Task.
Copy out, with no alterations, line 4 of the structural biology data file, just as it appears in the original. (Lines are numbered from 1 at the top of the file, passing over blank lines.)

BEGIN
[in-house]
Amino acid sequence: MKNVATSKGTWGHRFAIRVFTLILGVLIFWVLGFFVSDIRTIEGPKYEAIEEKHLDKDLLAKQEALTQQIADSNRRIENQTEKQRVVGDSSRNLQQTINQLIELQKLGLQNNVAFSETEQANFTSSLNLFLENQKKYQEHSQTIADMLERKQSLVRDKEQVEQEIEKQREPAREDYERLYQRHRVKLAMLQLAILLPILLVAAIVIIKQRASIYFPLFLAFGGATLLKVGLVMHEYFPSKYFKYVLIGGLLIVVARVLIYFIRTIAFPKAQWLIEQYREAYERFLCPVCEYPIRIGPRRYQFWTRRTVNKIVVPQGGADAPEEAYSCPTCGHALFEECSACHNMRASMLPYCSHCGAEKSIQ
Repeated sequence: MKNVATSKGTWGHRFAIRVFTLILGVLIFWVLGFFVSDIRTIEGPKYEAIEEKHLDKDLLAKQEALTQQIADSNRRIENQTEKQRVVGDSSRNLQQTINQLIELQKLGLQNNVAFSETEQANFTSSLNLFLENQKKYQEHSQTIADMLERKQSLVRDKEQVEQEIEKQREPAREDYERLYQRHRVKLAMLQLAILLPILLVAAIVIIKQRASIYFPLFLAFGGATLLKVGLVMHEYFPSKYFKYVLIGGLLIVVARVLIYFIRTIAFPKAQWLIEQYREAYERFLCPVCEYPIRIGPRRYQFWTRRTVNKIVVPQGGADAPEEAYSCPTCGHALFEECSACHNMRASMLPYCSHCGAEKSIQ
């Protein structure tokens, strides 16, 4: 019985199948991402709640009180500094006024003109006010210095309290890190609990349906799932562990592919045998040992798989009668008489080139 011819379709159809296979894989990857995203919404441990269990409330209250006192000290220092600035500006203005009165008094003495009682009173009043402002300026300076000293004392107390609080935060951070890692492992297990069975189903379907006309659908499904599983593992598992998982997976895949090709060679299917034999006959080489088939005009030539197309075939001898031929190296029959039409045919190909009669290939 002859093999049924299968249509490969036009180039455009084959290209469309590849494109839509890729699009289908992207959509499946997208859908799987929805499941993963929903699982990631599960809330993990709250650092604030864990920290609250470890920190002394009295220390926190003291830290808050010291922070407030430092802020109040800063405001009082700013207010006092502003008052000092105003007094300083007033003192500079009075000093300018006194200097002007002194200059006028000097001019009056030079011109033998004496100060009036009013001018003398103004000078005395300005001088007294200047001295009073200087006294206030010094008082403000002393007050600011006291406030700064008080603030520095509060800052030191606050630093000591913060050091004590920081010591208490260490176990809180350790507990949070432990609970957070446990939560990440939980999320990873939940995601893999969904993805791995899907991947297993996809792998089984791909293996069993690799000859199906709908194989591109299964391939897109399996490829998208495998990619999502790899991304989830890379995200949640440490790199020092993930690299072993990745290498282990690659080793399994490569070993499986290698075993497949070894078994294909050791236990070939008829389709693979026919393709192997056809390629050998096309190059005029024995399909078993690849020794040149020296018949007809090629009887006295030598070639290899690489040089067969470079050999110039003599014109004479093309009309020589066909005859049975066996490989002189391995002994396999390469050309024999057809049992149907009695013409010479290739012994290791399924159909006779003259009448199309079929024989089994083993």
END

């Protein structure tokens, strides 16, 4: 019985199948991402709640009180500094006024003109006010210095309290890190609990349906799932562990592919045998040992798989009668008489080139 011819379709159809296979894989990857995203919404441990269990409330209250006192000290220092600035500006203005009165008094003495009682009173009043402002300026300076000293004392107390609080935060951070890692492992297990069975189903379907006309659908499904599983593992598992998982997976895949090709060679299917034999006959080489088939005009030539197309075939001898031929190296029959039409045919190909009669290939 002859093999049924299968249509490969036009180039455009084959290209469309590849494109839509890729699009289908992207959509499946997208859908799987929805499941993963929903699982990631599960809330993990709250650092604030864990920290609250470890920190002394009295220390926190003291830290808050010291922070407030430092802020109040800063405001009082700013207010006092502003008052000092105003007094300083007033003192500079009075000093300018006194200097002007002194200059006028000097001019009056030079011109033998004496100060009036009013001018003398103004000078005395300005001088007294200047001295009073200087006294206030010094008082403000002393007050600011006291406030700064008080603030520095509060800052030191606050630093000591913060050091004590920081010591208490260490176990809180350790507990949070432990609970957070446990939560990440939980999320990873939940995601893999969904993805791995899907991947297993996809792998089984791909293996069993690799000859199906709908194989591109299964391939897109399996490829998208495998990619999502790899991304989830890379995200949640440490790199020092993930690299072993990745290498282990690659080793399994490569070993499986290698075993497949070894078994294909050791236990070939008829389709693979026919393709192997056809390629050998096309190059005029024995399909078993690849020794040149020296018949007809090629009887006295030598070639290899690489040089067969470079050999110039003599014109004479093309009309020589066909005859049975066996490989002189391995002994396999390469050309024999057809049992149907009695013409010479290739012994290791399924159909006779003259009448199309079929024989089994083993």